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Predatory Journals and Scam Conferences: A Faculty and Graduate-Student Guide: Home

This guide will alert Faculty members and Graduate students to predatory journals and give some tips of how to avoid becoming entrapped by them and/or being alert to them in student bibliographies


"Predatory open access publishing is an exploitative open-access publishing business model, in academic publishing, that involves charging  exorbitant publication fees to authors without providing the editorial and publishing services associated with legitimate journals (open access or not) and involves authors signing away their rights, thus trapping their research in servers beholden to the 'fake' publisher, which can highly impact a career. "

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Red Flags

  1. Unsolicited invitations to publish or become an editor (look carefully at letterhead).
  2. High fees and hidden fees in small print.
  3. No Retraction Policy.
  4. They retain full and forever copyright of published research (often not mentioned in letter or webpage, but is in the small print of an agreement) - which prevents a real journal from publishing your hard work!
  5. No Peer-Review (though they promise it).
  6. Very fast publication date.
  7. False claims of ranking or found in a bogus ranking list.
  8. Has a website and/or markets itself as an established Journal or as part of a prestigious university, but actually has no affiliation (watch for URL variation from real one) and the language of the homepage targets authors unduly.
  9. Not on "Directory of Open-Access Journals" (a white list).
  10. Scope of interest includes unaffiliated subjects.
  11. Website or letter contains spelling and/or grammar errors.
  12. The index "Copernicus Value" is highlighted in its correspondence or webpage. (This is a bogus index).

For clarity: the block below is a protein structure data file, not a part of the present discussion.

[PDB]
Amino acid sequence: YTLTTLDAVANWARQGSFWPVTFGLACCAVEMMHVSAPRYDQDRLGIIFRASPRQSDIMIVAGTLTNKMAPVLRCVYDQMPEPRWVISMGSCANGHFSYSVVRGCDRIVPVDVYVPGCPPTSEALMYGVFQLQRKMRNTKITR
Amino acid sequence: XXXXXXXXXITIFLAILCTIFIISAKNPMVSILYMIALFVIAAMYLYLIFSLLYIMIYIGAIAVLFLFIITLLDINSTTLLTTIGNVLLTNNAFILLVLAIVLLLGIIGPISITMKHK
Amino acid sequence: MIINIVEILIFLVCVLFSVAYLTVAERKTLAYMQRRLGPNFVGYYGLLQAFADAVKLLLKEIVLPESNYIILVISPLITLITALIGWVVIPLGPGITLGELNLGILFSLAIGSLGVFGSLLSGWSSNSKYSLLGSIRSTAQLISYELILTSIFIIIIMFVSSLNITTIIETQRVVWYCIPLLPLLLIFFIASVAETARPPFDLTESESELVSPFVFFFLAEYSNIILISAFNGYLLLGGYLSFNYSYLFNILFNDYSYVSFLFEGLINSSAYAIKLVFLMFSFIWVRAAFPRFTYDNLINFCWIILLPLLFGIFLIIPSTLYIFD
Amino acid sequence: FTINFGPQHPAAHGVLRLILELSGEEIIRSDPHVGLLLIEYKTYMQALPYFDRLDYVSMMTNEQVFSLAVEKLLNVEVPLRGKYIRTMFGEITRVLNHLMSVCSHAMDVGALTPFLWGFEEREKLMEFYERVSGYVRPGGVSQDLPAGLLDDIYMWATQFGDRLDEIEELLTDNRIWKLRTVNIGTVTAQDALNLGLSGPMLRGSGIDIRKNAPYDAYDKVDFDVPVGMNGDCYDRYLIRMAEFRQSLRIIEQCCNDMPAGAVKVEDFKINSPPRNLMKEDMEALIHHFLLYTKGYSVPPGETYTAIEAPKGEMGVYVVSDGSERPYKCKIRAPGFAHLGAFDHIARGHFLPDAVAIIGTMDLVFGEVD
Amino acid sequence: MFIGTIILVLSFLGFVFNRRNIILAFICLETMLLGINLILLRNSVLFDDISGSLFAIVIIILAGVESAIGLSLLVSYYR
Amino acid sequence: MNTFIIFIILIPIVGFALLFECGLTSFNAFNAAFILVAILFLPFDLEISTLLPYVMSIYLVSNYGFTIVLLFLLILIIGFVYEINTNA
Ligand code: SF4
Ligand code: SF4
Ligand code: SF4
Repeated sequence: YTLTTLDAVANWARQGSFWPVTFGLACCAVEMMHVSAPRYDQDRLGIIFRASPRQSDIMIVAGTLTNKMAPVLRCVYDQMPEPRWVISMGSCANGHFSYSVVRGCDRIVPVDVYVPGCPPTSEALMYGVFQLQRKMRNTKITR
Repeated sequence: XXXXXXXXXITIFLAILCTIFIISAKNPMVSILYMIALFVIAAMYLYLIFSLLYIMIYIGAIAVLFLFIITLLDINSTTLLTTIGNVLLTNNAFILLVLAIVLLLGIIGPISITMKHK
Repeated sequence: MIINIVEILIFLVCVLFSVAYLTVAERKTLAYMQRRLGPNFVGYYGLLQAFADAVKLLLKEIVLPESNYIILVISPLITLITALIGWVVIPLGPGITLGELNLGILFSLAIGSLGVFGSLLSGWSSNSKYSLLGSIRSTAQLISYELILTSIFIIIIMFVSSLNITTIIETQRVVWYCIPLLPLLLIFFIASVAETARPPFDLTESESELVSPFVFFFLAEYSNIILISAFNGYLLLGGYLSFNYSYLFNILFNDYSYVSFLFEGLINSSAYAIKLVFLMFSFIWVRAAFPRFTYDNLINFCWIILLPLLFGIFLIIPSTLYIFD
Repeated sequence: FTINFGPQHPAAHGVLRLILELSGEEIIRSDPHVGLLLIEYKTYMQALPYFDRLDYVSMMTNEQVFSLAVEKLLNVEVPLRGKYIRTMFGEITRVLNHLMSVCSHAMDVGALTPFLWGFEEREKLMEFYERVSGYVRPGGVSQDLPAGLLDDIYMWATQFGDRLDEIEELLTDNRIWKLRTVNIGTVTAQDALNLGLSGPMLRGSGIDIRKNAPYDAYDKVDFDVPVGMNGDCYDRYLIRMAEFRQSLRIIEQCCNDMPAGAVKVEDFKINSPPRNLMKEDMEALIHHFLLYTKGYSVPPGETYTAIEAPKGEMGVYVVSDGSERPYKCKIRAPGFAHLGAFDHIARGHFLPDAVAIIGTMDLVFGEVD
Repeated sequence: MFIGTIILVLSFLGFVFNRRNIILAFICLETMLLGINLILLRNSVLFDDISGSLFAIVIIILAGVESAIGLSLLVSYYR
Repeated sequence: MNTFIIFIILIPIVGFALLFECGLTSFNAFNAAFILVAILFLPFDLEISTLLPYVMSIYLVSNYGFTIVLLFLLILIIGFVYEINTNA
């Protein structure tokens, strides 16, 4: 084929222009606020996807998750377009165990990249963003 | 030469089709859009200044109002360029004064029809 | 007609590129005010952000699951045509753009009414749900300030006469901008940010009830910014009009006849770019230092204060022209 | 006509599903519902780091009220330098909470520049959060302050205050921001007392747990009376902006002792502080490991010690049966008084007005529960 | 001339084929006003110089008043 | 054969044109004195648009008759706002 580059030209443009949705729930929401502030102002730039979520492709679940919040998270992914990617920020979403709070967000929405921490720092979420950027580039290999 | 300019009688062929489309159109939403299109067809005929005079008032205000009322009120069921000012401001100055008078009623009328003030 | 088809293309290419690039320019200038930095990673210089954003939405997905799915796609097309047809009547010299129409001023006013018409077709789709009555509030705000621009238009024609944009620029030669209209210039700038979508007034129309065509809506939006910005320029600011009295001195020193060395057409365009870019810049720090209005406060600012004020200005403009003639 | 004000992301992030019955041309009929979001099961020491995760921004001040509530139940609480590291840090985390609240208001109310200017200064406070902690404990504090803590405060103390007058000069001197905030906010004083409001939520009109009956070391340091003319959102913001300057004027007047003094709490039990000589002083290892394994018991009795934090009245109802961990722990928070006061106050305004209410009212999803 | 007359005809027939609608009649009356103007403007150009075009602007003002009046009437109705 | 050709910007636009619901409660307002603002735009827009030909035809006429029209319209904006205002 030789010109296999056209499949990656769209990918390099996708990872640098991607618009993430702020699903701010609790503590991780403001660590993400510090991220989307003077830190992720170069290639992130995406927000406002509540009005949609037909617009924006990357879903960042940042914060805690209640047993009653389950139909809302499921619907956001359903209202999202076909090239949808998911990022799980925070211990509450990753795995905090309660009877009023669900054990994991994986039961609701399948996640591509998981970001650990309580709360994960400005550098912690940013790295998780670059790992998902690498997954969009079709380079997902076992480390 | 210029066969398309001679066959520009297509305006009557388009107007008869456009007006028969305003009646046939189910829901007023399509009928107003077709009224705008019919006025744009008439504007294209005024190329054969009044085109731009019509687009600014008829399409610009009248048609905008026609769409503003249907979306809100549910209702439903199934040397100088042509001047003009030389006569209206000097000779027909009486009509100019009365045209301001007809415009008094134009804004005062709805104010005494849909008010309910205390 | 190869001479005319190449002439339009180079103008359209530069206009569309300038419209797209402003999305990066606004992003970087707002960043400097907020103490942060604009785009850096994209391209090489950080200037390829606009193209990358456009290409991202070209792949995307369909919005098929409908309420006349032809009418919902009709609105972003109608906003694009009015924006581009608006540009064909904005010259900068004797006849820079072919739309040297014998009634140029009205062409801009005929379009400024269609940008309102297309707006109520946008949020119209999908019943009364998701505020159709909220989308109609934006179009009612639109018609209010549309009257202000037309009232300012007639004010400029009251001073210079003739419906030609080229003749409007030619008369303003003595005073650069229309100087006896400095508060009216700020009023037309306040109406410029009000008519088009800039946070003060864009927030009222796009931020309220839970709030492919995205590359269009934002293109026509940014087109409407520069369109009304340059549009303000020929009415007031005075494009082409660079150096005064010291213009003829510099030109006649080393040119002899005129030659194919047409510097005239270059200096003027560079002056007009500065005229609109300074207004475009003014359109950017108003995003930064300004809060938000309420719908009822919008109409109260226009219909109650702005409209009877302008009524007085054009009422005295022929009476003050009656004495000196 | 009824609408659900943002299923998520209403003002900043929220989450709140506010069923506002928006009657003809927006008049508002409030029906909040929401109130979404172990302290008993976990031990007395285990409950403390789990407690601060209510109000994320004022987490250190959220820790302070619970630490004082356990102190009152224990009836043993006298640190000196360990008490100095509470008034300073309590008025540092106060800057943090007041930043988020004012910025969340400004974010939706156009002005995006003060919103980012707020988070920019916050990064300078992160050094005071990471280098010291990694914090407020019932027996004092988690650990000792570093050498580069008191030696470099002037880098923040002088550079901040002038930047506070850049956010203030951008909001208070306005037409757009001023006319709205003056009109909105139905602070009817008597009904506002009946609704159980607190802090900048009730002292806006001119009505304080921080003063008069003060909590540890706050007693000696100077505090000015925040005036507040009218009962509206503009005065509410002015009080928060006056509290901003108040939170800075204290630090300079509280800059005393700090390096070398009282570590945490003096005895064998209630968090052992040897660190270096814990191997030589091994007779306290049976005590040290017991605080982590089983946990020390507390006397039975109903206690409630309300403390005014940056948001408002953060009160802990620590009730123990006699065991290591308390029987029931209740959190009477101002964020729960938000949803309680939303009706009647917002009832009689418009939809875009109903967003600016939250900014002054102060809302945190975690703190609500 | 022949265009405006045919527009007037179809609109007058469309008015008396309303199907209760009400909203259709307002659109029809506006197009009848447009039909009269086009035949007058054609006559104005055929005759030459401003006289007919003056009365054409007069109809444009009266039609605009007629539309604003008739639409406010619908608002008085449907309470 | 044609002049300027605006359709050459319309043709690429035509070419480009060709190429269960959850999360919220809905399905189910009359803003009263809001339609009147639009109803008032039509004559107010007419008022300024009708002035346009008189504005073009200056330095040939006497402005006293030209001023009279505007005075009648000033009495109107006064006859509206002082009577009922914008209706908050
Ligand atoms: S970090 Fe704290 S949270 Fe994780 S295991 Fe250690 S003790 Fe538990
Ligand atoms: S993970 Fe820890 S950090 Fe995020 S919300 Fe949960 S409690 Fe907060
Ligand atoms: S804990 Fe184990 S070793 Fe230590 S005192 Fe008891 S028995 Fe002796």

13. Description of the manuscript handling process is slight or non-existent.
  14. Manuscripts are requested to be submitted via email, and especially if the contact email is not professional or non-journal affiliated. (i.e. gmail or yahoo, etc...).
  15. No information on how the content will be digitally preserved.
  16. Will actually hold scam conferences where they cull names to solicit for their bogus journals (and maximize profits).

Shamseer, L. (2017). Thirteen ways to spot a ‘predatory journal’ (and why we shouldn’t call them that). Times Higher Education. Retreived from

Online Piracy

Some relevant articles

A related issue: Redacted articles and top offenders.

Reference & Instruction Librarian

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Stella Herzig
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Along with impacting tenure and the hard work done on legitimate research in thier own sphere, faculty should be aware of the journal articles that students are using on their bibliographies. One example of a common predatory journal is "The Journal of Sport Science", which uses a name very close to a legitimate journal like "Journal of Sport Science and Medicine". Please beware; these shady journals will often use such close-sounding names to real peer-reviewed products.

Other aspects

Often these journals are the only avenue for African and Asian faculty and students to both access (due to the prohibitive cost of subscription databases) and to publish their research. A 2015 study in "BMC Medicine" showed that 75% of authors in predatory journals are from Africa and Asia, which may indicate a lack of Western journals open to emerging authors. Unfortunately, their research is not getting the peer-review it deserves due to systemic racism in first-world countries and a lot of these African and Asian school's and government's funds are diverted to these exploitative entities instead of funding an ethical platform based out of their own scholarly centers.

Be Careful About Solicitations!


Thanks to Rob Hudson, Librarian at Upper Iowa University for the content of this libguide. (Originally presented at the Iowa Library Association Fall 2017 conference in Coralville, Iowa on October 20, 2017).